Join Dennis Taylor for an in-depth discussion in this video Sorting from menu icons, part of Excel 2013: Managing and Analyzing Data.
If you need to sort data on the basis of information in just one column or two columns, it's often faster to achieve sorting by way of these two separate buttons on the Data tab, the AZ button sorts in ascending order, or lowest to highest, ZA button highest to lowest. In this example here, in this particular worksheet called Icon Sort, right now the data is in order by employee name. If we would like to rearrange the order, in other words, rearrange all the rows so that it's in order by department, we could simply have the active cell somewhere in the column.
Now, you can click C1 or C5, doesn't make any difference which one of these. Do not click the column. In a bit, we'll explain why. Come back here, click on any one of these cells, and click the AZ button for an ascending order sort. The entire list is reordered. Now, recognize that not only did we sort the data here based on what was in column C, but the previous order of the data is still active in the sense that within this group here for department called ADC, the names are in alphabetical order.
And within this group and all subsequent groups too, the department admin training, the names are in alphabetical order. So, when you click either of these buttons, the AZ or ZA button, it means the data is going to be rearranged on the basis of information in that column. But the previous order of the sort is retained or remembered you might say. So, if we want to sort this list by status right now, I'll click somewhere in column F, then as I press AZ, keep in mind that right now the data is in order by department.
So, if click AZ, all the contract people are together, but within this list here of contract people you can see that they are in order by department. And sure enough, within each department, they are in order alphabetically by name, so that was the previous sort. So, if you sort frequently, using these AZ and occasionally, ZA buttons are handy and the key thought is that the last use of this overrides the previous ones. So, if we need to sort this data on the basis of what's in two columns.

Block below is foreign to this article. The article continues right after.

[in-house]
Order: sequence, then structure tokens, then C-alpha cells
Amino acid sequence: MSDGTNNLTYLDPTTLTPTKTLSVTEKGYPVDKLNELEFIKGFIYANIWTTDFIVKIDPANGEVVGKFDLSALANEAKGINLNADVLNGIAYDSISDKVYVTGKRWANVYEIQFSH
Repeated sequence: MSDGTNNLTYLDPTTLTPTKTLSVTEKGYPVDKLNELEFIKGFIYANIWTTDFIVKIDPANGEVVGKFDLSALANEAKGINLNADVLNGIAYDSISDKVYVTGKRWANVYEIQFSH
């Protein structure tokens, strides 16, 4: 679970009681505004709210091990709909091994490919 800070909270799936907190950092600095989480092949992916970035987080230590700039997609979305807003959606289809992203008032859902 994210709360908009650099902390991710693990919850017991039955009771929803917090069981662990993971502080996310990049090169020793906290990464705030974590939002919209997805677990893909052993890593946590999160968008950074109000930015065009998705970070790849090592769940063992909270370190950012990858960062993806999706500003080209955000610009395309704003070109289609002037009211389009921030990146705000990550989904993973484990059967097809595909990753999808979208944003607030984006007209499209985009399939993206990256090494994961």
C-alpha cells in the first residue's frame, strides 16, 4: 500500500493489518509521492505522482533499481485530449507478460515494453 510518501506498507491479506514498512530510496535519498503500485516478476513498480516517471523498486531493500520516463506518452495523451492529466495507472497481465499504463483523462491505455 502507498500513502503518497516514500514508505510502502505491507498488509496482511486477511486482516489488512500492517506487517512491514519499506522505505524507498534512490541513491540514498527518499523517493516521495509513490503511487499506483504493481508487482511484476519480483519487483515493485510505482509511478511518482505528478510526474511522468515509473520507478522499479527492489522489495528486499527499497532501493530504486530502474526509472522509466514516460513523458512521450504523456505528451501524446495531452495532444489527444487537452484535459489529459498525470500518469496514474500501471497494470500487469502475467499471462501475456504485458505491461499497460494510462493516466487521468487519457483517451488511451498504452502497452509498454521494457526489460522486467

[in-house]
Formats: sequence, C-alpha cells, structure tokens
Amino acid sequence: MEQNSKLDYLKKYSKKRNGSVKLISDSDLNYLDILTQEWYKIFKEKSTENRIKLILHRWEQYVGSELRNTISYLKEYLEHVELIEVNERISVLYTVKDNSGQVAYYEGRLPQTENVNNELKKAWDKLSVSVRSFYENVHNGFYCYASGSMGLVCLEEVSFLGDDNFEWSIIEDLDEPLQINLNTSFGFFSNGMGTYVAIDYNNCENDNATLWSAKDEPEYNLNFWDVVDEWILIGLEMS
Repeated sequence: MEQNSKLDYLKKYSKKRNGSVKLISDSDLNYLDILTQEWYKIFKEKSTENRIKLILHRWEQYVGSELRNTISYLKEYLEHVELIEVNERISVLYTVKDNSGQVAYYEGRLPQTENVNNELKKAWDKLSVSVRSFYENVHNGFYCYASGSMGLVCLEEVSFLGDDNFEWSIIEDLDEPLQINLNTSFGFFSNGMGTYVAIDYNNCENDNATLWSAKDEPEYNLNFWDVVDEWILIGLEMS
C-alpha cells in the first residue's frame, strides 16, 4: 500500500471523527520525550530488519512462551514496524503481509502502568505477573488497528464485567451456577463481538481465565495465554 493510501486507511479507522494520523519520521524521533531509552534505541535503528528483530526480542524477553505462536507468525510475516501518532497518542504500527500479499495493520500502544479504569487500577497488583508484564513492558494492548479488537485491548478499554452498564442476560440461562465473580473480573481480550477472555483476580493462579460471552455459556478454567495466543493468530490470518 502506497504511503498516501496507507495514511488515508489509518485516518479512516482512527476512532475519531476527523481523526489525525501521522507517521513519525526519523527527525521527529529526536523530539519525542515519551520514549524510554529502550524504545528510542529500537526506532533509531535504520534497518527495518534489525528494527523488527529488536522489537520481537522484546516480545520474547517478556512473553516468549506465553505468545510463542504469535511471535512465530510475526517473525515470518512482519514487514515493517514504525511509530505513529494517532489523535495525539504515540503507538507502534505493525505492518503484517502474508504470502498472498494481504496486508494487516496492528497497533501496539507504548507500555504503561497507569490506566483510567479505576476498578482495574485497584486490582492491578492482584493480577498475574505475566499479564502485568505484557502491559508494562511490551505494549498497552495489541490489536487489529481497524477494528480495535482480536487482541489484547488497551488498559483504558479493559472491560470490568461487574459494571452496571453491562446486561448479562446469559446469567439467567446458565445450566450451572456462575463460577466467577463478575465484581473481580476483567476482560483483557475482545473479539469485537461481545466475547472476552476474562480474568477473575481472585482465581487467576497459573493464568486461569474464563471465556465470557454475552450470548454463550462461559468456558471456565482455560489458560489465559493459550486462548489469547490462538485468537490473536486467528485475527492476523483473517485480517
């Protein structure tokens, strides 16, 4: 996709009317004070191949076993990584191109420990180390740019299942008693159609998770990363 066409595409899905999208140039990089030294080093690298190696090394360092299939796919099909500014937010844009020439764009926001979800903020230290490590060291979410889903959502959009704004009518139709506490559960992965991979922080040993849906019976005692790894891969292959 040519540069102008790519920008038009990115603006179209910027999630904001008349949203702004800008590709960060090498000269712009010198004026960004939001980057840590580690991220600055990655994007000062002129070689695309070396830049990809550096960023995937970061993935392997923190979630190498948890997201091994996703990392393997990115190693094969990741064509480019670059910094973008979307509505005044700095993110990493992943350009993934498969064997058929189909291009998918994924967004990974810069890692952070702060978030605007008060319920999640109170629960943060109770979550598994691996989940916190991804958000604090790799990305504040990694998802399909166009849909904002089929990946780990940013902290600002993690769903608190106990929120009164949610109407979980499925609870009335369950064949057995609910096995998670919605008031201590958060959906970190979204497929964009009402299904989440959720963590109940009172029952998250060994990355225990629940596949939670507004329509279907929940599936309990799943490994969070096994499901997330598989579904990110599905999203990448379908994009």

Remember, the last sort will override on all previous ones. So, if someone says, I'd like to have a list of names by departments here, but I want to make sure that within each department, it's an order by most years of service. Then what we first do is click in column I in this example. We'll do a descending sort here, that means high to low, ZA. And for the moment, the entire list is in order based on years. If we now click in column C, and choose AZ, alphabetically, then we've got all information grouped by department.
And within each department, the list is in order, descending order, based on years of service. So, there it is for the ADC group. Here it is for Admin Training. Now, if you clicked the entire column, as I suggested earlier you do not, if you then click either of these buttons, you get a warning. Now, you would have to click the second button to cause some real concern here but if you do click the second button it says, continue with the current selection. If you were to rearrange only the order of one of these columns, I think in nearly all cases here, it would be chaotic.
There are some exceptions to that rule. What we're talking about here is, we don't want to really rearrange just column C. In older versions of Excel, back in Excel 97, you could do this somewhat easily, and it was a big problem at times. There are rare exceptions to the idea that you might want to do this. So, nearly always in this situation, you do not want to sort that column only. So, to start the process quickly, just click on a single cell. So, sorting by using the buttons here is a lot faster if you're pretty adept at sorting, you've gotten familiar with the concepts and you sort frequently.
This might be the better way to go. Certainly, if you're sorting by one column and that's it, fine, this is much faster than going through the full fledged Sort command.
- Multiple key sorting
- Filtering single and multiple columns
- Creating a top-ten list with values or percentages
- Setting up subtotals
- Creating multiple-field criteria filters
- Creating unique lists from repeating field data
- Using the Remove Duplicates command
- Finding duplicate data with specialized arrays
- Counting the number of unique items in a list
- Using SUMIF and COUNTIF functions
- Working with the database functions such as DSUM and DMAX
- Converting lists to tables